Dr. Brian P. Koehler
Associate Dean of Curriculum and Advisement
College of Science and Mathematics
- B.S. Presbyterian College (1992)
- Ph.D. University of Georgia (1999)
Dr. Koehler came to Georgia Southern in 1999 after earning his PhD in Inorganic Chemistry from the University of Georgia, where his research focused on analysis of enzymes from hyperthermophilic bacteria (bacteria that live at temperatures above 100 C). Since arriving at Georgia Southern, Brian has put much of his time working on educational improvements in the general chemistry laboratory program and also has an ongoing group of research students analyzing foods for compounds with known health-related effects. Outside of class Brian enjoys time spent with his two children, working with a local boy scout troop, and battling with model warships.
Dr. Koehler’s Other Pages:
My research involves the analysis of compounds occurring naturally in food-plants, with a focus on those common in the typical Southern diet. Of current interest are “phytosterols” (plant-derived sterols), which are reported to lower blood cholesterol levels and reduce the occurrence of certain forms of cancer. Although the exact mechanism is not fully understood, these plant-sterols are believed to function by inhibiting intestinal absorption of cholesterol, thereby decreasing the levels in the blood. The project will focus on identifying and quantifying the sterol content in the foods studied so that the health benefits can be assessed.
My second research interest revolves around using spectroscopic techniques to study the transition metal or metal-cluster in the active-site centers of metalloenzymes. Using ultraviolet/visible/near-infrared absorption, electron paramagnetic resonance (EPR), magnetic circular dichroism (MCD), and resonance raman (RR) spectroscopies, the type of metal center in the active site and its coordination in the enzyme can often be determined. Current research focuses on collaborative work with Dr. Michelle Davis (Georgia Southern) on the marine metabolite, Adenochrome. This research currently necessitates travel to the University of Georgia (Athens) in order to use equipment located in facilities there.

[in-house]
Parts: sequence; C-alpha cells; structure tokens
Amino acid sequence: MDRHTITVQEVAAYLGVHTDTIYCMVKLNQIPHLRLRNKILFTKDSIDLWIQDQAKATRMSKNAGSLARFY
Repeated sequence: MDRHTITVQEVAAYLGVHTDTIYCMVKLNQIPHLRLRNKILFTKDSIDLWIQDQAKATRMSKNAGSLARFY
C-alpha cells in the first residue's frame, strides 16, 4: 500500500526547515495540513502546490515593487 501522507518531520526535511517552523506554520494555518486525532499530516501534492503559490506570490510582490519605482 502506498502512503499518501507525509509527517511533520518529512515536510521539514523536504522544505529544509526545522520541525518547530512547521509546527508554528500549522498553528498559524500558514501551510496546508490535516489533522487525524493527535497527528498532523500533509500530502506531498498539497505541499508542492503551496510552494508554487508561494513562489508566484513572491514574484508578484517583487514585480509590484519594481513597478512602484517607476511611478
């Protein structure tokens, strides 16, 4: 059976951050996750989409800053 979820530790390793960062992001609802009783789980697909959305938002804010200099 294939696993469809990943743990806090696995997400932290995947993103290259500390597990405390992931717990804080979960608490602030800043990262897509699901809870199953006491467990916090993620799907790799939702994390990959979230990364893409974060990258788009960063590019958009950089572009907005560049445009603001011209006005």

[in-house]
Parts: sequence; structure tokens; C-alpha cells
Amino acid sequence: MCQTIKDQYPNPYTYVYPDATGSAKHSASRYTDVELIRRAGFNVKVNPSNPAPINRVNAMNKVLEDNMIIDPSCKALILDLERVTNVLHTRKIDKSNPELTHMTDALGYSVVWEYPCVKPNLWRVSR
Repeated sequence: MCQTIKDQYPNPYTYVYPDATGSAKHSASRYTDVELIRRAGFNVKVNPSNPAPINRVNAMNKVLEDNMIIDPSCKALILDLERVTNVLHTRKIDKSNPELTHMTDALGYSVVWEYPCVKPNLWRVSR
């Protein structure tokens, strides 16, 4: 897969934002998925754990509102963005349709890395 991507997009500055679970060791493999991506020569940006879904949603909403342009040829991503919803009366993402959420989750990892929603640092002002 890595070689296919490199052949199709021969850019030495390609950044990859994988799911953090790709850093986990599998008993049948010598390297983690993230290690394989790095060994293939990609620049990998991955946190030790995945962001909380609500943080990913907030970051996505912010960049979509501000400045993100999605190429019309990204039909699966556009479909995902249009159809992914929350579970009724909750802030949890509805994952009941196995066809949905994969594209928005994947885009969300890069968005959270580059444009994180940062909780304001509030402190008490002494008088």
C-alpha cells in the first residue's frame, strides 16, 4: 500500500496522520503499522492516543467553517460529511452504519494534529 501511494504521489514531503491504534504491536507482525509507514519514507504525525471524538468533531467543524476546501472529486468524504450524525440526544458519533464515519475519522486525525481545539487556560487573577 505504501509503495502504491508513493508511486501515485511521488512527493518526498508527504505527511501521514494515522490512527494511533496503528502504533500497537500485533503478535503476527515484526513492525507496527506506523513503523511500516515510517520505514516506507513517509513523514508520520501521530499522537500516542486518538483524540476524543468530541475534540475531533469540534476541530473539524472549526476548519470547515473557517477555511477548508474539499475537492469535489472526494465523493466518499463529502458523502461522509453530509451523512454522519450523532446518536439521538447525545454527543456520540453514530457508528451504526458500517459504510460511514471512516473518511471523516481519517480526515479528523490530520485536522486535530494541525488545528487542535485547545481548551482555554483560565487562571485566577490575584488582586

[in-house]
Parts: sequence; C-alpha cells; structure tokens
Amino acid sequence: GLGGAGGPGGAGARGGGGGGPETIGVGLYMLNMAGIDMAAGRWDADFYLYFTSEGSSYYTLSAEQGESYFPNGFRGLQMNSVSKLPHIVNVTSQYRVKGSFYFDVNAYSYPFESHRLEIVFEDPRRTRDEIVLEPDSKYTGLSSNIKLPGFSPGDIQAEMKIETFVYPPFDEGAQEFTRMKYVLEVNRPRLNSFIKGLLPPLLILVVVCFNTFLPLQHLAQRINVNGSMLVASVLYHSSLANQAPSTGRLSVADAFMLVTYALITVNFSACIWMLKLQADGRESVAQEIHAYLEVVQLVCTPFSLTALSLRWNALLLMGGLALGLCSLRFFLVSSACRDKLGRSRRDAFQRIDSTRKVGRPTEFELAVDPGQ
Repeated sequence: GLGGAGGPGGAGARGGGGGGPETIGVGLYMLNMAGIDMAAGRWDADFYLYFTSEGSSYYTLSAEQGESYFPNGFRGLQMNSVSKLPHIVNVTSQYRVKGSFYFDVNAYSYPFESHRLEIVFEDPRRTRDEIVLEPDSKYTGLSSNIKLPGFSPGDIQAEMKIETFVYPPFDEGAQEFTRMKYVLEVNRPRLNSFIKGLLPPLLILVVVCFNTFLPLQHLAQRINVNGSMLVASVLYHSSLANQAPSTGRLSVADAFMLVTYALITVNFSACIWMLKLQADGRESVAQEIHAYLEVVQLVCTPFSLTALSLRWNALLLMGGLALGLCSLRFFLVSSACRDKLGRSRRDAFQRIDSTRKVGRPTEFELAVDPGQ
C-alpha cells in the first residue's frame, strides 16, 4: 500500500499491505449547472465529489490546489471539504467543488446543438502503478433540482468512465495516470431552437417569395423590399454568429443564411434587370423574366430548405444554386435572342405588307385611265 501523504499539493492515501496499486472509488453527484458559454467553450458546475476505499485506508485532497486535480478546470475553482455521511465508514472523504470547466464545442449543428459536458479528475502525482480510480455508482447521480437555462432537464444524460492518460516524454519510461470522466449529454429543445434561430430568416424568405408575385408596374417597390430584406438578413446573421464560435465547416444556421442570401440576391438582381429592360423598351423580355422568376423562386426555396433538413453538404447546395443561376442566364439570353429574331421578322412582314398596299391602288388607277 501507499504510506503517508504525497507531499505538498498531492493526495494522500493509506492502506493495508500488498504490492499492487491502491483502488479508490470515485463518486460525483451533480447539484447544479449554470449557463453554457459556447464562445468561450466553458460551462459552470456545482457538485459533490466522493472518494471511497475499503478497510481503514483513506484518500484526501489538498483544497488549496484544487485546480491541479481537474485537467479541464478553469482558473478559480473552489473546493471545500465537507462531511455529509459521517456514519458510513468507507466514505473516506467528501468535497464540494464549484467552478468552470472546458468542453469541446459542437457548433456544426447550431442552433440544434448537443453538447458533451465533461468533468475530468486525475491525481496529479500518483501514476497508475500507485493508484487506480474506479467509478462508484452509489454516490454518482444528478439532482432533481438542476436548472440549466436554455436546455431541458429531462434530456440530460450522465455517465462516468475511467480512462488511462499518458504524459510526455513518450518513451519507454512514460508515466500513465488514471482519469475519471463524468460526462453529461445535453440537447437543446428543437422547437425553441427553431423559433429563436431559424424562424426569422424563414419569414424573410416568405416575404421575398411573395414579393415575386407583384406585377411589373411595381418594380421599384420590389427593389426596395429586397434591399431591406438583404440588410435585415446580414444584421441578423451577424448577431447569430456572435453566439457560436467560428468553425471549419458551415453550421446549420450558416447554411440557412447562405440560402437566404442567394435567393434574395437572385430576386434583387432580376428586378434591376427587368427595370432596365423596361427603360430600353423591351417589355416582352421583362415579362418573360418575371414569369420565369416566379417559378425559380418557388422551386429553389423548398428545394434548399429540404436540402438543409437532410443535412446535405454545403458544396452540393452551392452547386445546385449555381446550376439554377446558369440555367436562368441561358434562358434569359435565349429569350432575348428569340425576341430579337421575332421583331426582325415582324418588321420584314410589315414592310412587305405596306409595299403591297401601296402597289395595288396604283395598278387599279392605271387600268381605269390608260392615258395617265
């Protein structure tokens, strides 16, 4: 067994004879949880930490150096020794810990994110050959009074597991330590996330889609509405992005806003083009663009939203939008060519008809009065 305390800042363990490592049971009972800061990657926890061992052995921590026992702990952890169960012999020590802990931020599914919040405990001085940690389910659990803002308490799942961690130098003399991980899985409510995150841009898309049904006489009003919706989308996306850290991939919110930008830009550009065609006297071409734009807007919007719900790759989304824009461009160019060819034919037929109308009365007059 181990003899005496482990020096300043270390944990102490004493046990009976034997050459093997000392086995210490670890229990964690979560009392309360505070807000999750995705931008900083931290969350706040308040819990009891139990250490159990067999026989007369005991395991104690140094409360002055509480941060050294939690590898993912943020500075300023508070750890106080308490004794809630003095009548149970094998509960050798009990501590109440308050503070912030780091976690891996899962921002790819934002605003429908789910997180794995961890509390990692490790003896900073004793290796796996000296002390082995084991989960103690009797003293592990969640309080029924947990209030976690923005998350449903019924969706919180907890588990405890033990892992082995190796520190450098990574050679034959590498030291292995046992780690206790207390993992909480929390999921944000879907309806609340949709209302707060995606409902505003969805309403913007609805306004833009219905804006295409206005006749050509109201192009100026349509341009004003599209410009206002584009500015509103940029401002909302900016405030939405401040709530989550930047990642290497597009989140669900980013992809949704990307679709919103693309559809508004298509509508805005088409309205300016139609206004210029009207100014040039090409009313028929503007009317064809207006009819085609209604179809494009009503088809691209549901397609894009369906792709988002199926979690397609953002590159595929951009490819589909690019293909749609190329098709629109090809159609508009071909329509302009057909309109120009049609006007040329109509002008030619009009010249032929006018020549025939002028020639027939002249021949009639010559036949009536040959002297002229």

Another project of mine has been in improving the educational experience in the general chemistry laboratories. The object has been to design on-line tutorials to illustrate concepts and guide students through the experimental procedures before entering the lab. It is hoped that by better preparing students in the techniques and use of the equipment that will be needed, that students will be better prepared to focus on the chemical concepts and advanced understanding of the material.
- CHEM 1145 Principles of Chemistry I
- CHEM 1146 Principles of Chemistry II
- CHEM 1147 Comprehensive Chemistry
- CHEM 2031 Introduction to Research Methods
- CHEM 3140 Advanced Inorganic Chemistry
- CHEM 4890 Chemical Research Experience
- CHEM 7090 Special Topics (Developing CBL Experiments for MS and HS Science Teachers)
- LoBue, James M. and Brian P. Koehler. “Teaching Physical Chemistry-Let’s Teach Kinetics First” In Physical Chemistry Curriculum Reform: Where Are We Now and Where Are We Going? Ellison, M. and Schoolcraft, T. Eds. ACS Symposium Series 973; American Chemical Society, Washington, DC 2007, pp. 111-112.
- Koehler, Brian P.; Orvis, Jessica. N. Internet-Based Prelaboratory Tutorials and Computer-Based Probes in General Chemistry. Journal of Chemical Education 2003, 80, 606-608.
- Kooter, Ingeborg M.; Koehler, Brian P.; Moguilevsky, Nicole; Bollen, Alex; Weaver, Ron; Johnson, Michael K. The Met243 Sulphonium Ion Linkage is Responsible for the Anomalous Magnetic Circular Dichroism and Optical Spectral Properties of Myeloperoxidase. Journal of Biological Inorganic Chemistry 1999, 4, 684-691.
Awards & Recognitions
- 2009 Outstanding faculty Advisor – National Academic Advising Association
- 1997 Martin Reynolds Smith Prize for Outstanding Graduate Research Paper
- 1996 Regents Merit Supplement for Outstanding Performance in Teaching & Research
Last updated: 11/30/2015